Clive Sinclair started his first company, Sinclair Radionics, in 1961 when he was 21. The first products were low cost audio amplifiers and miniature radios, mostly sold in kit form. In 1972 Radionics produced the Sinclair Executive pocket calculator, the smallest and one of the cheapest available at the time. Several other successful models of calculator followed through to 1978.
By the late 1970s though competition meant that the price of calculators had fallen to the extent that there was hardly any profit margin in them and Radionics was losing money. The British National Enterprise Board bought a stake in Radionics and put in some money to keep the company going but this meant Clive Sinclair had less and less control over his business.
In 1979 Sinclair left Radionics to concentrate on a new company he had set up, called Science of Cambridge. Their first product was a very simple computer trainer called the MK 14 which consisted of a single printed circuit board with a microprocessor, a small amount of memory, a 20 key keyboard and a calculator display. Even though all this kit could really be used for was learning the rudiments of microprocessor programming it nonetheless sold in reasonable numbers.
In 1980 Science of Cambridge launched their first true computer, the ZX80. This included a full alphabetic keyboard, though using a flat touch sensitive membrane, used a television as the display and could be programmed in BASIC. The ZX80 was very limited by not being capable of floating point arithmetic, only having 1 kilobyte of RAM and having a text only display, but it cost a mere £100 which made it far cheaper than any other 'home computer' available at the time. Over 70,000 ZX80s were sold, an exceptional number for the computer industry in 1980.
In 1981 the company, now known as Sinclair Research Ltd, released its most influential computer, the ZX81. This was similar to the ZX80 but with a much improved version of BASIC, including full floating point arithmetic, and with cheaper memory expansion. This computer was capable of genuinely useful tasks, the price had been lowered to £80 and suddenly everyone wanted a ZX81. Including licensed clones almost one million ZX81s were sold.
Sinclair research continued its run of introducing a new computer every year with the ZX Spectrum in 1982. This added colour graphics, sound, a much larger memory, and an improved keyboard to the ZX81 and still the starting price was only £125. A huge amount of (mostly games) software was produced for the Spectrum and, including later derivatives, about 3 million Spectrums were sold, making it the most successful British-designed home computer.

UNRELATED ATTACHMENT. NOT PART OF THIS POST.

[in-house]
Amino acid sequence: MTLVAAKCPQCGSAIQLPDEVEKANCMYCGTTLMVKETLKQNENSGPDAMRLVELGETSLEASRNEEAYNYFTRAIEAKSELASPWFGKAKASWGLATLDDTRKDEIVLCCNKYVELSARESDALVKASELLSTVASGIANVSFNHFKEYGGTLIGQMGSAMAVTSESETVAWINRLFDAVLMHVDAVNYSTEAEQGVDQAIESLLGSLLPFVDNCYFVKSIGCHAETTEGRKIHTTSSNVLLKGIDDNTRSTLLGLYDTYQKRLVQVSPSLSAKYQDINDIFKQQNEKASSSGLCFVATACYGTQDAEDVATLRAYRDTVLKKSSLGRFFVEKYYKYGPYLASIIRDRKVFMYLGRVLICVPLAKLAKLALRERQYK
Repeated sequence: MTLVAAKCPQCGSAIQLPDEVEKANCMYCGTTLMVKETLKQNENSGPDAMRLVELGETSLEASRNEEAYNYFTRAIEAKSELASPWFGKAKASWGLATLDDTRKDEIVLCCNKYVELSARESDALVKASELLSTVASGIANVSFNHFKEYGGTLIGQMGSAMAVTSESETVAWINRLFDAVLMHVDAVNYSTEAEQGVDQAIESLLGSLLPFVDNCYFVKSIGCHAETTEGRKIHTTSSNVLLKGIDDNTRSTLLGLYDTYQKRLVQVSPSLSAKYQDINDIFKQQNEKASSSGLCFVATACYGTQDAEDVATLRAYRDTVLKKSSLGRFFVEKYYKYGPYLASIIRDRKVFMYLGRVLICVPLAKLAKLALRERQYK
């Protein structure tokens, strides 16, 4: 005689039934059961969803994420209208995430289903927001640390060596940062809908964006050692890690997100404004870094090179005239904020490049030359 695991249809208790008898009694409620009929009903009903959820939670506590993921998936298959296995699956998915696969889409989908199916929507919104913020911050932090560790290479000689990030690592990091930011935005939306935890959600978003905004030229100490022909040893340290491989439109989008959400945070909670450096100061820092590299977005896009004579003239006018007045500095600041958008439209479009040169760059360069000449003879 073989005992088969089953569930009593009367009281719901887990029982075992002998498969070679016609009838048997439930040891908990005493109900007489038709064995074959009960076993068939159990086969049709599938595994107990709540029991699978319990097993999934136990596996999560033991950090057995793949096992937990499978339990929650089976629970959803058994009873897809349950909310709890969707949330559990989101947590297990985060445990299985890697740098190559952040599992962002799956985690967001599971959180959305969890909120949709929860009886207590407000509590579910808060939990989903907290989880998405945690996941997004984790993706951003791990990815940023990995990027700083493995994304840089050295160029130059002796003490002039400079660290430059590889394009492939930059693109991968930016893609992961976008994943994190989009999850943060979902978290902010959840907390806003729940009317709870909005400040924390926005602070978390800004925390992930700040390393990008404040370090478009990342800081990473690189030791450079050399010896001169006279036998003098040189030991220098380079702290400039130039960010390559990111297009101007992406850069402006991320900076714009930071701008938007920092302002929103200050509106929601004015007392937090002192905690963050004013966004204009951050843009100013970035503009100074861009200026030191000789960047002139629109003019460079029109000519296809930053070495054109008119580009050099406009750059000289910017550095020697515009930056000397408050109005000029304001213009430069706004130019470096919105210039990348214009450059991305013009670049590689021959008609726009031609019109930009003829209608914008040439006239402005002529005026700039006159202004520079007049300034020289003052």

Sales of the ZX81 and Spectrum had allowed Sinclair Research to grow to be worth over £100 million on the stock market, despite being a relatively small company. (All manufacturing was subcontracted.) Their next computer, in 1984, was the QL or 'Quantum Leap' and was Sinclair's attempt to move upmarket into business computers, which were beginning to be very lucrative. The QL was certainly ambitious for Sinclair Research, boasting a fast Motorola 68008 processor, up to 640 kilobytes of RAM and an advanced operating system capable of multitasking, but unfortunately it was much delayed and had several faults, including non-standard Sinclair 'Microdrives' instead of floppy disks and a poor quality keyboard. It never appealed to the business market, nor at £400 was it hugely popular as a home computer. About 100,000 QLs were sold, a small number compared to the ZX81 and Spectrum.
Sinclair's computer sales started to flag, despite an improved version of the Spectrum called the Spectrum 128, and the business was losing money. More money was lost on Clive Sinclair's ill-fated C5 electric 'car' project. In April 1986 the Spectrum design and the Sinclair computer brand name were sold to Alan Sugar's Amstrad electronics company. Amstrad repackaged the Spectrum 128 to aim it specifically at home games players and it continued to sell for several years, but essentially this was the end of the Sinclair line of computers.
However it was not the end for Sinclair Research or Clive Sinclair. In 1987 he introduced the Z88 portable computer, essentially a compact battery powered word processor and address book, which achieved modest sales. More recently Clive Sinclair has sold electric bicycles (the Zike) and electric drives to fit to existing bikes, and an ultra compact radio.
Clive Sinclair's 'ZX' range was probably the main reason for the home computer boom in the UK in the 1980s, and the subsequent computer games industry. For a more detailed history read The Story of Sinclair Computers.